as more fully hereinafter set forth; and as Ithas long been a desideratum' 'm' the art to'obtain compound or joined bodies of copper and steel which would unite the merits ofthe two'metals, having thenon-corrosive properties, the color and surface appearance (where the copper exists as a facing or sheath) and conductivity of the. copper-and the high strength of the steel, the idea ordimain y steel but is faced or sheathed with Specification of Letters Patent? insubstantially parallel arrangement, said steel threads being innaril being to produce-an article which is the weaker and more expensive but more conductive and more ornamental metal.
These efforts until recently have not been crowned with success for reasons depending, on the. nature of the two metals, which do [not readlly unite together. It is impracticable to produce a rolled union'between. substantial bodies of copper an'dof steel, as by rolhng dow n relatively thick hot juxtaposed plates of the two metals." Relatively thin Z'plates of either metal cannot well be usedv since they would be consumed by oxidation. Both metals readily oxidize when hot and air cannotin practice be excluded during heating'and rolling. The two metals also roll differently and expand and contract differently, while under steel rolling conditions their surfaces exhibit little or no tend- 'ency to unlte with an integral'union which 'would compel uniform extension on working down together. Furthermore with comw paratively heavy plates of both metals, and it is not worth while trying to work with Patented Jan. 19, 1915; I Application filed June as, 1911. Serial No. 634,886.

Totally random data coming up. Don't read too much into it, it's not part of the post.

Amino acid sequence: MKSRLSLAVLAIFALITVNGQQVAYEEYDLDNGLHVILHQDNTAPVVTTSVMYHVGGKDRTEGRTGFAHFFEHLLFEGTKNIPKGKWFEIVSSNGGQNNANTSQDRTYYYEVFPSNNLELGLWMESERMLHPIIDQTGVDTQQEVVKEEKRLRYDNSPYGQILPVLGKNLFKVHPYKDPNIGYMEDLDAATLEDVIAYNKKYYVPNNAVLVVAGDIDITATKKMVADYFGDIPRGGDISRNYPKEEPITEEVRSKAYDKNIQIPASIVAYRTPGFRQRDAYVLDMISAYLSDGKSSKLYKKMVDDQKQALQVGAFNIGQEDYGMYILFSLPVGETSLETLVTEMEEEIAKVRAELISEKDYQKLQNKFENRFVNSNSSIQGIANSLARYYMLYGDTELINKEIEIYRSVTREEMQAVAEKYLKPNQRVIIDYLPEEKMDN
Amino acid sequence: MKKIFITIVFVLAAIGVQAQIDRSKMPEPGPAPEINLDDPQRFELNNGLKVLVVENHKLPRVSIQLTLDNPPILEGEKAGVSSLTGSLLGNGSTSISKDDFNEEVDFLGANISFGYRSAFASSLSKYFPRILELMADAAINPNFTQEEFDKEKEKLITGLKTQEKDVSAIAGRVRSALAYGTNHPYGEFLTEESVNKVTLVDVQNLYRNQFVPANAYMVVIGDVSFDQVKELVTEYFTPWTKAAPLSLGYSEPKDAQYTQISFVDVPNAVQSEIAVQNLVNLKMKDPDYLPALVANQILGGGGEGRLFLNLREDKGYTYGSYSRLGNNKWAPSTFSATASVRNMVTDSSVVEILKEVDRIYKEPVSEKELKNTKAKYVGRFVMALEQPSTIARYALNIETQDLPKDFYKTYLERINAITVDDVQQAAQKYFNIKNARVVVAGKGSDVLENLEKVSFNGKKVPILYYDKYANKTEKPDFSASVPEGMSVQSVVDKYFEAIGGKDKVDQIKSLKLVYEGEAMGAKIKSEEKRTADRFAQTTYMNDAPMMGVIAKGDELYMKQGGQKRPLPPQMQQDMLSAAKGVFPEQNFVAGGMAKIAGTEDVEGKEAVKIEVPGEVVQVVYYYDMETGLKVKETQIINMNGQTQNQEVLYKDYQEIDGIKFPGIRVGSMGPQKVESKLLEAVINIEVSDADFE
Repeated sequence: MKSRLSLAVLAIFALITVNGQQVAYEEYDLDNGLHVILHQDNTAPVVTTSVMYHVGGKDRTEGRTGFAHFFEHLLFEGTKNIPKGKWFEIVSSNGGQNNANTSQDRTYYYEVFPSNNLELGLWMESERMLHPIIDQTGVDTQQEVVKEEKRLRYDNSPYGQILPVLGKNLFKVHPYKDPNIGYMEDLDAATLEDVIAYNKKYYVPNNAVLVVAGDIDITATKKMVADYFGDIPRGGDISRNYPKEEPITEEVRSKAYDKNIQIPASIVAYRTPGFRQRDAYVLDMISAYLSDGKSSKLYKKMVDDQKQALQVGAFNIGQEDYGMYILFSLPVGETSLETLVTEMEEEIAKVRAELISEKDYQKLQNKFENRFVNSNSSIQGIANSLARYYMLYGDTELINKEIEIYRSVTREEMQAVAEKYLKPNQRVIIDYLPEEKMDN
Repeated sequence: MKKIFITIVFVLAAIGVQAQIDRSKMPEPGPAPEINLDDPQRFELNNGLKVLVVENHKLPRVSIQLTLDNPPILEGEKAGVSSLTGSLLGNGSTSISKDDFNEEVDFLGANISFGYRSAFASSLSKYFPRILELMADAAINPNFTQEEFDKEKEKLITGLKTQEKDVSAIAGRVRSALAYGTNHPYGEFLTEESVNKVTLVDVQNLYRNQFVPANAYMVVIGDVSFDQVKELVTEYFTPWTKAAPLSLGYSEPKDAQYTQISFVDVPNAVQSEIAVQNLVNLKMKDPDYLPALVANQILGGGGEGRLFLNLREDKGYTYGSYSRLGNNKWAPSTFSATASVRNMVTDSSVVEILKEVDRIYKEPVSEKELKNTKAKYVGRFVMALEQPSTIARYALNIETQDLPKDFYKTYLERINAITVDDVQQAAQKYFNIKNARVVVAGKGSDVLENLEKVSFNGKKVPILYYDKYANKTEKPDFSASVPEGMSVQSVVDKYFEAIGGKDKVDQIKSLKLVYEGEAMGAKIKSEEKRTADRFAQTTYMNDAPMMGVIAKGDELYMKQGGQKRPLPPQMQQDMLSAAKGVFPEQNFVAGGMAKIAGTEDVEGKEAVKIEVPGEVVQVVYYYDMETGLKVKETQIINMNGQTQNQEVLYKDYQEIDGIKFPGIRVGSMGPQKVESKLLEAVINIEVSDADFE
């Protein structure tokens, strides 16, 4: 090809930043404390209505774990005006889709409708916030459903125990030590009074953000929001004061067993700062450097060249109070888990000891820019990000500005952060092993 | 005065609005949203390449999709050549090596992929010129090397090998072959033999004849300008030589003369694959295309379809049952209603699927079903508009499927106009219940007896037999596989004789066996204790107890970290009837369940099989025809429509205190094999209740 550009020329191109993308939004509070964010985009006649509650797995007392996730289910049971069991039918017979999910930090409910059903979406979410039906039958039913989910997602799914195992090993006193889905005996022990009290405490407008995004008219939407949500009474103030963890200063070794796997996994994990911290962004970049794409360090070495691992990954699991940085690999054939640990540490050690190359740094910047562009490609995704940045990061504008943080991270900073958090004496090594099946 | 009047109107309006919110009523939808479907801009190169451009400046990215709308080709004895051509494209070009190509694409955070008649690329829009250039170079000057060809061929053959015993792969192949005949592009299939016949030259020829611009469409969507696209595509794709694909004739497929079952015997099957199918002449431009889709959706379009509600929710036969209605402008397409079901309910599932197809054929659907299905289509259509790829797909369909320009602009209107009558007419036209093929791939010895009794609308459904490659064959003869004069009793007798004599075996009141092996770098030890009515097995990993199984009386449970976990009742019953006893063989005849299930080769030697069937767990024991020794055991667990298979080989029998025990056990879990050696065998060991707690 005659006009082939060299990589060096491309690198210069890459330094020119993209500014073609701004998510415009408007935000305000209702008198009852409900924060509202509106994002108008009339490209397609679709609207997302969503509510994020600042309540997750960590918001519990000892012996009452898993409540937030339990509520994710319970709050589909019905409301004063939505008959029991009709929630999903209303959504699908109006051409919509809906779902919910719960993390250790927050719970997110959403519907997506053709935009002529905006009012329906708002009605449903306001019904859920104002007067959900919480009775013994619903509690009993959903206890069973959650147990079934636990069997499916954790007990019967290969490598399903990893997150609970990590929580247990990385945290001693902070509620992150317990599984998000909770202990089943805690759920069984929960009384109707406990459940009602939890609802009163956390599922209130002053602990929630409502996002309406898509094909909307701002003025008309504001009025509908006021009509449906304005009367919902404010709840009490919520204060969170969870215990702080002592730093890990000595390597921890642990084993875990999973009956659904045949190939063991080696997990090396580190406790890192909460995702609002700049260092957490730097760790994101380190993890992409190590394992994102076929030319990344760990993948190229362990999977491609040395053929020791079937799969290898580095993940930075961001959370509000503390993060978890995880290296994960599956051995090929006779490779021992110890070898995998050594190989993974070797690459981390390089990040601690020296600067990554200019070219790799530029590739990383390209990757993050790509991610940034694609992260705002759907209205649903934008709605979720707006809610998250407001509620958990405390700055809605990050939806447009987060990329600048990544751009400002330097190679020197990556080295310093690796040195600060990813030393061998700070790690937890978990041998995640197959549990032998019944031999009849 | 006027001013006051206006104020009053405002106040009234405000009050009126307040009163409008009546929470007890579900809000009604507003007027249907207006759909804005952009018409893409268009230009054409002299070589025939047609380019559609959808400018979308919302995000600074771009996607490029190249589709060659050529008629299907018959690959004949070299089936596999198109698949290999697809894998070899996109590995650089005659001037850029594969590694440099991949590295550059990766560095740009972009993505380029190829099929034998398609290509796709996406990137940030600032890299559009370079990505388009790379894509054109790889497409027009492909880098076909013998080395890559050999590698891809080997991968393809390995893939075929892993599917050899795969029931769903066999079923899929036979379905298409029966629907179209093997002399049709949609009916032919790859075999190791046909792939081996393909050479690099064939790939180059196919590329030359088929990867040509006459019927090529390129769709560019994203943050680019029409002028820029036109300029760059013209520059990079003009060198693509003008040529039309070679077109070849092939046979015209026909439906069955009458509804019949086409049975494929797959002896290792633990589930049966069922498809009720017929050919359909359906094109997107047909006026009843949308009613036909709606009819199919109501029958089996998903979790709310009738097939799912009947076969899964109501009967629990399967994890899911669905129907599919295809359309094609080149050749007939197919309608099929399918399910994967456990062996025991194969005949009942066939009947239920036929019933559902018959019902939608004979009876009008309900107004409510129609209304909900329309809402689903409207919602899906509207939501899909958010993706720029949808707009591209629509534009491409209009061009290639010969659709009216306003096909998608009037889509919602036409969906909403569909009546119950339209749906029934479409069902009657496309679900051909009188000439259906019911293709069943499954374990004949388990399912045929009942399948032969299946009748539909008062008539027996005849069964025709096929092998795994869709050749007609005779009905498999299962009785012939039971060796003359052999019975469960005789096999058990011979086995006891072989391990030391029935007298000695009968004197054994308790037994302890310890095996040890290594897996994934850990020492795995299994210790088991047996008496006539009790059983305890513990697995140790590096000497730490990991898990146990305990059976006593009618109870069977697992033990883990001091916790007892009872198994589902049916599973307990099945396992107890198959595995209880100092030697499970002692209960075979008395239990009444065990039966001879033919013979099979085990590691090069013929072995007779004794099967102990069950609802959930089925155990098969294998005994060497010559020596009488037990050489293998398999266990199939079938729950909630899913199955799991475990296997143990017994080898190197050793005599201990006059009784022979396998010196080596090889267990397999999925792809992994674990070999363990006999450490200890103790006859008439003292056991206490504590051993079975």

thin sheets of either in rolling mill'practice, the plates are too thickto be. sufficientlyv yielding to allowforcing of absolute con:-